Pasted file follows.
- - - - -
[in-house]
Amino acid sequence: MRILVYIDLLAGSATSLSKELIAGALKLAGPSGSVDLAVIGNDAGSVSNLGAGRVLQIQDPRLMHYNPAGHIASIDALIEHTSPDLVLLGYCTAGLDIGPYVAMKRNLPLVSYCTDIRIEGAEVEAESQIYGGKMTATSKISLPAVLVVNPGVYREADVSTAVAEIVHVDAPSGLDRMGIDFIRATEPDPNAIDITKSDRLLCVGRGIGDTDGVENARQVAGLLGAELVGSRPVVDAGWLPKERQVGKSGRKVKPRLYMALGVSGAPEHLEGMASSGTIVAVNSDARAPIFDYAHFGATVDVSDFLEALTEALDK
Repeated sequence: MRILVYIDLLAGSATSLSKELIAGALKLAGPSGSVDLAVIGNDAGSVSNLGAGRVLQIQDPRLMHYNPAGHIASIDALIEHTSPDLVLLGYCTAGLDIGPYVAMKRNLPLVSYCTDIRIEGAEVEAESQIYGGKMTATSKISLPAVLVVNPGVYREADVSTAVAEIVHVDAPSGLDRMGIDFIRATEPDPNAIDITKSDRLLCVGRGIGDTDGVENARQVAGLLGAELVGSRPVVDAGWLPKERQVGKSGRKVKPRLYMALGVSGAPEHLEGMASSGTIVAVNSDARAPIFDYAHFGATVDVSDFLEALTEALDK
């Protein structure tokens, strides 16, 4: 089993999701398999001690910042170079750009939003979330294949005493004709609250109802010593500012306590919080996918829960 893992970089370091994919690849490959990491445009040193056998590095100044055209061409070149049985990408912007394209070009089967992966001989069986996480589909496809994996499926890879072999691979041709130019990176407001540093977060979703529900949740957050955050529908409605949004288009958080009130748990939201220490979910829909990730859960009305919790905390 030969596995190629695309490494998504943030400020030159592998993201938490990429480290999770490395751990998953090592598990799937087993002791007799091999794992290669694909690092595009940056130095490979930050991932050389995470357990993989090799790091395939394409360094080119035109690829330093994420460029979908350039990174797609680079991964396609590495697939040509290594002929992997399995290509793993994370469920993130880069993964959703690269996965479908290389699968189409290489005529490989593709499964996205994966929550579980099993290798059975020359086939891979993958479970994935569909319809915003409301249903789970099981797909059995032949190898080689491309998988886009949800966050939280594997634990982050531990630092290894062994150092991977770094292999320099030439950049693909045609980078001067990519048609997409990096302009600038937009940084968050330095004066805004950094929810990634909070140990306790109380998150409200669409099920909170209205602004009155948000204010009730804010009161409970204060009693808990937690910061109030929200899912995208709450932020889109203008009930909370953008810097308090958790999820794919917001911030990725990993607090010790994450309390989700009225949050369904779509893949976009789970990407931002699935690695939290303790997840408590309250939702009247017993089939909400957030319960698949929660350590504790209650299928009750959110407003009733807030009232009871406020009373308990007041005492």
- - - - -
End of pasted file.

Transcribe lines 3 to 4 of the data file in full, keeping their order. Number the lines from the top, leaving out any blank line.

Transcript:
Repeated sequence: MRILVYIDLLAGSATSLSKELIAGALKLAGPSGSVDLAVIGNDAGSVSNLGAGRVLQIQDPRLMHYNPAGHIASIDALIEHTSPDLVLLGYCTAGLDIGPYVAMKRNLPLVSYCTDIRIEGAEVEAESQIYGGKMTATSKISLPAVLVVNPGVYREADVSTAVAEIVHVDAPSGLDRMGIDFIRATEPDPNAIDITKSDRLLCVGRGIGDTDGVENARQVAGLLGAELVGSRPVVDAGWLPKERQVGKSGRKVKPRLYMALGVSGAPEHLEGMASSGTIVAVNSDARAPIFDYAHFGATVDVSDFLEALTEALDK
């Protein structure tokens, strides 16, 4: 089993999701398999001690910042170079750009939003979330294949005493004709609250109802010593500012306590919080996918829960 893992970089370091994919690849490959990491445009040193056998590095100044055209061409070149049985990408912007394209070009089967992966001989069986996480589909496809994996499926890879072999691979041709130019990176407001540093977060979703529900949740957050955050529908409605949004288009958080009130748990939201220490979910829909990730859960009305919790905390 030969596995190629695309490494998504943030400020030159592998993201938490990429480290999770490395751990998953090592598990799937087993002791007799091999794992290669694909690092595009940056130095490979930050991932050389995470357990993989090799790091395939394409360094080119035109690829330093994420460029979908350039990174797609680079991964396609590495697939040509290594002929992997399995290509793993994370469920993130880069993964959703690269996965479908290389699968189409290489005529490989593709499964996205994966929550579980099993290798059975020359086939891979993958479970994935569909319809915003409301249903789970099981797909059995032949190898080689491309998988886009949800966050939280594997634990982050531990630092290894062994150092991977770094292999320099030439950049693909045609980078001067990519048609997409990096302009600038937009940084968050330095004066805004950094929810990634909070140990306790109380998150409200669409099920909170209205602004009155948000204010009730804010009161409970204060009693808990937690910061109030929200899912995208709450932020889109203008009930909370953008810097308090958790999820794919917001911030990725990993607090010790994450309390989700009225949050369904779509893949976009789970990407931002699935690695939290303790997840408590309250939702009247017993089939909400957030319960698949929660350590504790209650299928009750959110407003009733807030009232009871406020009373308990007041005492």